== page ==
Article by Tony Sokol
Music has charms so soothe the savage breast, but musicians can also benefit from relaxation. Wolfgang Amadeus Mozart, one of the best-known and respected figures in classical music, was soothed by Anton Mesmer, one of the best-known and respected figures in the history of hypnotherapy.
Mozart reportedly used hypnotism to help him create. According to scattered reports, Mozart’s opera “Cosi Fan Tutte” was entirely composed in a hypnotic trance. Some websites claim Mozart studied hypnosis. While this is not true, the controversial musician had a long association with the controversial creator of magnetism, which hypnosis is based on, Anton Mesmer.
Wolfgang Amadeus Mozart was born on January 27, 1756. He is considered by many to be the greatest composer ever. He was a prodigy who began writing symphonies when he was five years old. Mozart was truly brilliant. He composed over 600 works in such varied genres as symphonic, concertante, chamber, operatic, and choral music. He dealt with diverse subjects. He wrote a party ballad called “Leck mich im Arsch” “(Lick My Ass)” and even wrote a sequel called “Lick My Ass Nice and Clean.” The lyrics are hysterical. The manuscripts are housed at Harvard University’s Music Library.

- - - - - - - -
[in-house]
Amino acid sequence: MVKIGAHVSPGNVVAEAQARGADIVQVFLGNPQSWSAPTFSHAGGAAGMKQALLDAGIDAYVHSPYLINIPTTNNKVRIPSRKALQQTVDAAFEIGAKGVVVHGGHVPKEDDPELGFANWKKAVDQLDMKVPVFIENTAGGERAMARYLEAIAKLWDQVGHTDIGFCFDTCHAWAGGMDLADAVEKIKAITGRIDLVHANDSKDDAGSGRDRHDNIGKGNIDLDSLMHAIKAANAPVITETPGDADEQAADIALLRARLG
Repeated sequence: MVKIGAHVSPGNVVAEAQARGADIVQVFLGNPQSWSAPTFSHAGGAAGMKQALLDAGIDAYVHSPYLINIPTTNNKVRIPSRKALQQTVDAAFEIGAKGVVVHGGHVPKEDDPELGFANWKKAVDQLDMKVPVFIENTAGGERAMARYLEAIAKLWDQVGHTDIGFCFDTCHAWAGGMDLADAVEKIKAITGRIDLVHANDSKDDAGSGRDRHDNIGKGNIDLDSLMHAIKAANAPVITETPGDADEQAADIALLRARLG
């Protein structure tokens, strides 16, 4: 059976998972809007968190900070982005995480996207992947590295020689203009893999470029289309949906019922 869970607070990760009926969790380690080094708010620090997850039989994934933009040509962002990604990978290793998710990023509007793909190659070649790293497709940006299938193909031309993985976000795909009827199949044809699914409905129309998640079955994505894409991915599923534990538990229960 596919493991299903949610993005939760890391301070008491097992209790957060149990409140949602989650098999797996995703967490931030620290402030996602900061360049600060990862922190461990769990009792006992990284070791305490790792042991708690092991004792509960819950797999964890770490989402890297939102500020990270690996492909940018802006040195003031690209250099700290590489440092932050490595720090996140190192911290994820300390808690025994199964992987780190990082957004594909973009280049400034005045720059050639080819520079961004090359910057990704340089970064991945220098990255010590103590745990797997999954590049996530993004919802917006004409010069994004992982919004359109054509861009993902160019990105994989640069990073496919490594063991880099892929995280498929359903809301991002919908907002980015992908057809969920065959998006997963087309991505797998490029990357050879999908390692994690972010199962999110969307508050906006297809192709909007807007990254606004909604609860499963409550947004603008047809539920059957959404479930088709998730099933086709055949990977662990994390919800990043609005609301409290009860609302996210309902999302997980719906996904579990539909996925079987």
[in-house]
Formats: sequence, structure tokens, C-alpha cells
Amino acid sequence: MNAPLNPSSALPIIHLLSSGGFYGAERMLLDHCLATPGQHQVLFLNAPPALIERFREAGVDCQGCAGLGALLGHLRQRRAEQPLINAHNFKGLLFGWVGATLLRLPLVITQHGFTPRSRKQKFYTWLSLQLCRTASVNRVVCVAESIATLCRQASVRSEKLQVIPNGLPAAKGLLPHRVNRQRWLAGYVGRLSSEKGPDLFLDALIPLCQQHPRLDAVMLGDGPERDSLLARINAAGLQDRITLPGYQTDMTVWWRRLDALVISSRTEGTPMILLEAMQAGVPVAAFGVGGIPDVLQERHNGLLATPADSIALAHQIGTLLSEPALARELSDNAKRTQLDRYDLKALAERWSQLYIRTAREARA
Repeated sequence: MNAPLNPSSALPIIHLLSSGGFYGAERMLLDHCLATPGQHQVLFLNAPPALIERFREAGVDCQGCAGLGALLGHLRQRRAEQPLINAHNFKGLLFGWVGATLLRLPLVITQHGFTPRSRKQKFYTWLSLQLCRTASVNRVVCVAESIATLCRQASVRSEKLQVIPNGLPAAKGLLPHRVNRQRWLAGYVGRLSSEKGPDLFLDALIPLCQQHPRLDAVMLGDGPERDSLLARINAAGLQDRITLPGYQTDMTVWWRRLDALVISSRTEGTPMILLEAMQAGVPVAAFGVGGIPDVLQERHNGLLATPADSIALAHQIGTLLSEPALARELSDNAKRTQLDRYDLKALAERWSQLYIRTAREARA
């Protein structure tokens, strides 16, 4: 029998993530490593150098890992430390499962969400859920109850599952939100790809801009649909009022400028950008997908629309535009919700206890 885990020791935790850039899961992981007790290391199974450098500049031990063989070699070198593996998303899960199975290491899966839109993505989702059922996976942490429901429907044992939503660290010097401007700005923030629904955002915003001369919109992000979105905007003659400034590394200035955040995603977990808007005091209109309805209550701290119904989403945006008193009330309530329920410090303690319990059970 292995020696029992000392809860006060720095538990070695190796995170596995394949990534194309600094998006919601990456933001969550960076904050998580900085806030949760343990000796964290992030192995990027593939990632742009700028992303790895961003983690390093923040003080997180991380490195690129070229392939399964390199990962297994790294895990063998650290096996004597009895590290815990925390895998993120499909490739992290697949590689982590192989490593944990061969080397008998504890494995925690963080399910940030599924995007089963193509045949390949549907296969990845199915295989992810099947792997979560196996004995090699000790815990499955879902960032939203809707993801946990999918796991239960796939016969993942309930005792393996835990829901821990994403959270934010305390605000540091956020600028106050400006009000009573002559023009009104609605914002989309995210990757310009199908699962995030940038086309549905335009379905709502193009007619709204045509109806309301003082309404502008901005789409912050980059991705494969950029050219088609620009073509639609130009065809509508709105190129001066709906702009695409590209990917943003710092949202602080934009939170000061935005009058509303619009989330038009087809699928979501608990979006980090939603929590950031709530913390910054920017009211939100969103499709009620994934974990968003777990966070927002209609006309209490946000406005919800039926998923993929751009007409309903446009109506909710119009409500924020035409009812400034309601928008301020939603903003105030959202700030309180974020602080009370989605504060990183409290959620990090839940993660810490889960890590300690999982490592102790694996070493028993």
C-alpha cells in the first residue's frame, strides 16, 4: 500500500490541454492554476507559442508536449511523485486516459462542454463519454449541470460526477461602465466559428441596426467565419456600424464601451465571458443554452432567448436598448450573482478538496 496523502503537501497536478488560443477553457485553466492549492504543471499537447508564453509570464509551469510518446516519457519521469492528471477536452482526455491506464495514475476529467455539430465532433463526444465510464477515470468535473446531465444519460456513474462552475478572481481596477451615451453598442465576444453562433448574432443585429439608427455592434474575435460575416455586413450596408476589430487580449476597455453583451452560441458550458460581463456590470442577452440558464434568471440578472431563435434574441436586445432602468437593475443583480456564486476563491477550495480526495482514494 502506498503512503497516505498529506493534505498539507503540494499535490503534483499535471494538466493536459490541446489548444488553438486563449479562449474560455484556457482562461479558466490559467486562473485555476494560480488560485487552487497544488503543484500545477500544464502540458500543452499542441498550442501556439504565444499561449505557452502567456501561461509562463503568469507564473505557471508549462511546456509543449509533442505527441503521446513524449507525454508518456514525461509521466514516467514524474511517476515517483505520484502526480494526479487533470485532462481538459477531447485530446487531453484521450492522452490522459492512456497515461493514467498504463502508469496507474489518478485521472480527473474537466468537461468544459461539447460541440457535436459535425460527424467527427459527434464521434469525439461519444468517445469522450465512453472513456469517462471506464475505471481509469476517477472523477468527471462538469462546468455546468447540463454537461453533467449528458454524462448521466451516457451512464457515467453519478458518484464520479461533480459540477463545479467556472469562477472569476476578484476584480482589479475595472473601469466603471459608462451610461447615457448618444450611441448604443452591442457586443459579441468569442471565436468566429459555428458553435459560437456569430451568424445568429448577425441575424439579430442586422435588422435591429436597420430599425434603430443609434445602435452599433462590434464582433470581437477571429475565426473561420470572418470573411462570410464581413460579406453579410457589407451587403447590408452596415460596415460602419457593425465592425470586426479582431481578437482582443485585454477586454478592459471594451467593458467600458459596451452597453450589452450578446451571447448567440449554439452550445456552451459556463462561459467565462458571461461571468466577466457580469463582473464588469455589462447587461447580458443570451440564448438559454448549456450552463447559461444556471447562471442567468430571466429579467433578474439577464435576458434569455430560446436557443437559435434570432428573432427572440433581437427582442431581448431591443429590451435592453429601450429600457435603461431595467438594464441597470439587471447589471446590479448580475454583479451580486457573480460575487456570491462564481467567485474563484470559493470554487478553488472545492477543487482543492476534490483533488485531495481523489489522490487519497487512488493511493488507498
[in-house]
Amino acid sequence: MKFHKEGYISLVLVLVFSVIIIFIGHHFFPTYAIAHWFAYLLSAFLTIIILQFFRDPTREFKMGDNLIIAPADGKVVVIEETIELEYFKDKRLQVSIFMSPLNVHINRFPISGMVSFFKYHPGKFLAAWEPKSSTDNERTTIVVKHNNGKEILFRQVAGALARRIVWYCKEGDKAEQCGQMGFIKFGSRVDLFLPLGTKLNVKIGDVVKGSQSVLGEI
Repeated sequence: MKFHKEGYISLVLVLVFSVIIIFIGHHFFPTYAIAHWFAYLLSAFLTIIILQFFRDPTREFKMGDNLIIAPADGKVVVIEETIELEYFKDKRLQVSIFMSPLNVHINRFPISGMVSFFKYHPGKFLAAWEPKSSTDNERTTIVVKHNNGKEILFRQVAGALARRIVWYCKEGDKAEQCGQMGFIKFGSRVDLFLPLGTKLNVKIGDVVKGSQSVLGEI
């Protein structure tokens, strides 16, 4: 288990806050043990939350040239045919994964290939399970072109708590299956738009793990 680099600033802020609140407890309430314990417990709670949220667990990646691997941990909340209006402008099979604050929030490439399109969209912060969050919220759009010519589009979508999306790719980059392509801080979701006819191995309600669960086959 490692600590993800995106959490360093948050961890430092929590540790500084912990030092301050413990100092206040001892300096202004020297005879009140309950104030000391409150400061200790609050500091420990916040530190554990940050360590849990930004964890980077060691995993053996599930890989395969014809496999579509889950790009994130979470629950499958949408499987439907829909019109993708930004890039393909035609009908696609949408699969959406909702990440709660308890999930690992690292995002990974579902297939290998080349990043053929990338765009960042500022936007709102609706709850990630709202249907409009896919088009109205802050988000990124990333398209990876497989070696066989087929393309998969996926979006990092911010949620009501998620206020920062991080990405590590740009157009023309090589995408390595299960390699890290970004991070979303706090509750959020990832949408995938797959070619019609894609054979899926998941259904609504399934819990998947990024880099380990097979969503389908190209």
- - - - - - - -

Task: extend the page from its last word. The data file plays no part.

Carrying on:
By the time Mozart was 12 years old, he was already a “rock star” of the time, revered for his musical brilliance and reviled in some social circles for his controversial appetites and naughty correspondences. He composed 500 pages of music for the piece “La finta semplice” but the director of the Imperial Opera refused to present an opera by Mozart on the ground that he was too young to compose an opera.
Dr. Mesmer was a music aficionado who played piano and cello and was also a close friend of Joseph Haydn. In the autumn of 1768, the Viennese physician, who married the wealthy widow Anna Maria von Posch, arranged the first performance of Mozart’s one-act opera “Bastien und Bastienne.” Mesmer’s house on the Landstrasse in Vienna was palatial. Gardens in rococo style surrounded a small theater. Mozart conducted the orchestra while he played as the keyboardist.